People will often want to tell you about people they know who are trans, and they will sometimes want to tell you how brave you are. They will also want to tell you that they never would have known if you hadn’t told them.
This last one used to be a compliment when I was first transitioning, but now I never know how to respond. The person means it as a compliment, but to say “Thank you” implies that there’s something wrong with being trans and that I’m happy that the person can’t tell. Usually I just smile, or sometimes I will say, “Testosterone is a very powerful hormone.”
Since we’re on the subject, I would just like to add a few tips for both the askers and the answerers (trans people). For the askers, I would like to say:
- Unless you are in an educational setting, or unless the trans person has said to you, “Ask away – I’ll answer anything you want to know,” don’t ask anything that you wouldn’t ask a non-trans person in the same situation.
- Trans people don’t always want to talk about being trans. Even if the person has come out to you, that doesn’t mean that he/she/ze wants to answer questions at that moment – or ever. If the person doesn’t invite questions, it’s probably better to just go on with the conversation as it was. (Of course, this doesn’t apply if you are in an educational setting and the person has come specifically to talk about being trans.)
- If you do have questions, I would suggest saying, “I would really like to know more about this. Is there a time that we could get together to talk about it, or can I e-mail you some questions? I understand if you would prefer not to.”
For the answerers (trans people), I would like to say:
- If you are tired of answering questions – particularly very basic, 101-type questions – don’t agree to do educational presentations. You don’t have to. It’s not your job to educate. But if you do agree to speak to a class or to the media, be prepared for extremely basic questions, language used incorrectly, fumbling and struggling with regard to how to ask a question, and very personal questions. If you can’t handle this without being annoyed or offended, don’t do the presentation.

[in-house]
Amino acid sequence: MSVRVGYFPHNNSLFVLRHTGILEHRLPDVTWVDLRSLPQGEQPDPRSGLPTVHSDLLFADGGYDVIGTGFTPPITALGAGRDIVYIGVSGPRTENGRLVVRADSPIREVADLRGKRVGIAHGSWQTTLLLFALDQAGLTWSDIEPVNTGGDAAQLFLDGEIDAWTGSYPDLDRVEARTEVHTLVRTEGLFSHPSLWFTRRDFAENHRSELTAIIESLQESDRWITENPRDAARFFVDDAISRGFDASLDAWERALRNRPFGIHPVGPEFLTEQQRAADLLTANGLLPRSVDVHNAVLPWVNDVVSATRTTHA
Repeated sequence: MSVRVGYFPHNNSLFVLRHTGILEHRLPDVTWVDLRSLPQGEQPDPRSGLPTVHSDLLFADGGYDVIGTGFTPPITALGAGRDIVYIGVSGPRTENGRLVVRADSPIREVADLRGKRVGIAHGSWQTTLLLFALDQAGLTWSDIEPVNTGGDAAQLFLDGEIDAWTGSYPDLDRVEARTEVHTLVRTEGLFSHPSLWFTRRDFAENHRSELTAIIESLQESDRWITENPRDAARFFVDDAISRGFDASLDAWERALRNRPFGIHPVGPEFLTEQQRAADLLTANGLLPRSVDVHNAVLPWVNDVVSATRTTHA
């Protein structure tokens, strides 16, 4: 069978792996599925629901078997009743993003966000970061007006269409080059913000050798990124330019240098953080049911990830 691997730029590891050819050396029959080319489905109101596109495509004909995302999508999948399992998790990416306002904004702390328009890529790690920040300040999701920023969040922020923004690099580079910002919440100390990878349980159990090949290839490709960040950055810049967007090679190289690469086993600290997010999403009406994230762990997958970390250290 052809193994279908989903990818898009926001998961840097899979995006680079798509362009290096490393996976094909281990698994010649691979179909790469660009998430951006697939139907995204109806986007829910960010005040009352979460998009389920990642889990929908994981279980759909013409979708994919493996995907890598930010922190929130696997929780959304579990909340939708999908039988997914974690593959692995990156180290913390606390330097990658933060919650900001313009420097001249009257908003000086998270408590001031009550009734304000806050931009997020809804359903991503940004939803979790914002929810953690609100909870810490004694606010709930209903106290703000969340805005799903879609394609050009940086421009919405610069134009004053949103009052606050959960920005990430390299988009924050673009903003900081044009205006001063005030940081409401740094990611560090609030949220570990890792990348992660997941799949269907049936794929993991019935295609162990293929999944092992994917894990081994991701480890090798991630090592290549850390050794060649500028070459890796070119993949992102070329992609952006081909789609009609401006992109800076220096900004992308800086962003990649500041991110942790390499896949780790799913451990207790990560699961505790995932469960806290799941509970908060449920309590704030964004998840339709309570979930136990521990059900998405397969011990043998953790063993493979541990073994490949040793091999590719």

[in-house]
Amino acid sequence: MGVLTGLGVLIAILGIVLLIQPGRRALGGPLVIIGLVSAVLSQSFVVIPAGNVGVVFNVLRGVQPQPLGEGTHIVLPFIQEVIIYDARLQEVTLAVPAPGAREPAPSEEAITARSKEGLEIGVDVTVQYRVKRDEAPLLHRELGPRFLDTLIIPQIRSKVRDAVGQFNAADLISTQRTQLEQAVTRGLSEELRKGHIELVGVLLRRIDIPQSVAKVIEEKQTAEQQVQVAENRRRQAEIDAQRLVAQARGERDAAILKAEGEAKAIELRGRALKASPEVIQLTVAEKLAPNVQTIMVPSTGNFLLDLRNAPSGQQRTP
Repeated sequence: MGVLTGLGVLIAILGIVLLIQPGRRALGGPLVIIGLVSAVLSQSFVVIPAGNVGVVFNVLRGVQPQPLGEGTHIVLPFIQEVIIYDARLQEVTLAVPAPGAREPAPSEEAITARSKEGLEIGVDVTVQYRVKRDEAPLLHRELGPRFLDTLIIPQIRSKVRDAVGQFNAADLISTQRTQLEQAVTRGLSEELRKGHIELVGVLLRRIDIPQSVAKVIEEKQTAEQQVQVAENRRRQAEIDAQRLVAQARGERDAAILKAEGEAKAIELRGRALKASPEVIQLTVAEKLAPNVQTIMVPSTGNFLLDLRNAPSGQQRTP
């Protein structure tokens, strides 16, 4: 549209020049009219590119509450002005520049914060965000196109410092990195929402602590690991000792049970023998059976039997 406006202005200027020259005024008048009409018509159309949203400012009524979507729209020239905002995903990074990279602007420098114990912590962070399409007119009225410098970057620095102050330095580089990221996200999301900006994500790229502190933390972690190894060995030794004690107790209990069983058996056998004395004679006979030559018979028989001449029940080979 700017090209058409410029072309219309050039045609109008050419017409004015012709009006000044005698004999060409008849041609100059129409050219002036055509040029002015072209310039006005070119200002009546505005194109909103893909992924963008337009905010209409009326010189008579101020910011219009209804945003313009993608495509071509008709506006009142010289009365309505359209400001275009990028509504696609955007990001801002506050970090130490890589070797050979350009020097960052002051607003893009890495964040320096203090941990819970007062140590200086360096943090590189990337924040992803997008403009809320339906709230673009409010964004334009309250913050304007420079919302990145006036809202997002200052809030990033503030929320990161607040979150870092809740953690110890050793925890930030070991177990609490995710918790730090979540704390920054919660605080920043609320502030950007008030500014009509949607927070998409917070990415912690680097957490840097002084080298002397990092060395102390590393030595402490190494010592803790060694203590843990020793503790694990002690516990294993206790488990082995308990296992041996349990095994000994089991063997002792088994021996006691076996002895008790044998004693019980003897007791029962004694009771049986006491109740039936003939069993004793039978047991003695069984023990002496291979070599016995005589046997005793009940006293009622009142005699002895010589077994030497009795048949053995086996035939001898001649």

- If you are presenting to a group, doing media, or even coming out one-on-one, let your audience/host/acquaintance know right away what questions you will not answer – “I won’t discuss my body” or “I won’t discuss my family” or whatever. This stops these questions before they are even asked and prevents awkward situations.
- Start your presentation, discussion, or conversation by defining the language that you are going to use. Even if you are presenting or talking to people who have some background in this subject, the definitions that they have acquired might not be the same definitions that you use. Make sure you’re on the same page with your audience/host/acquaintance to allow for smooth sailing and to prevent misunderstandings.
Someone is always going to surprise you. You think that you’ve heard it all or that you are prepared for every question that anyone could throw at you, but there is always one more – something that no one has ever asked you in the years that you have been answering questions. So you are, in some ways, always winging it. It keeps things fresh.
Readers – what questions do you get asked?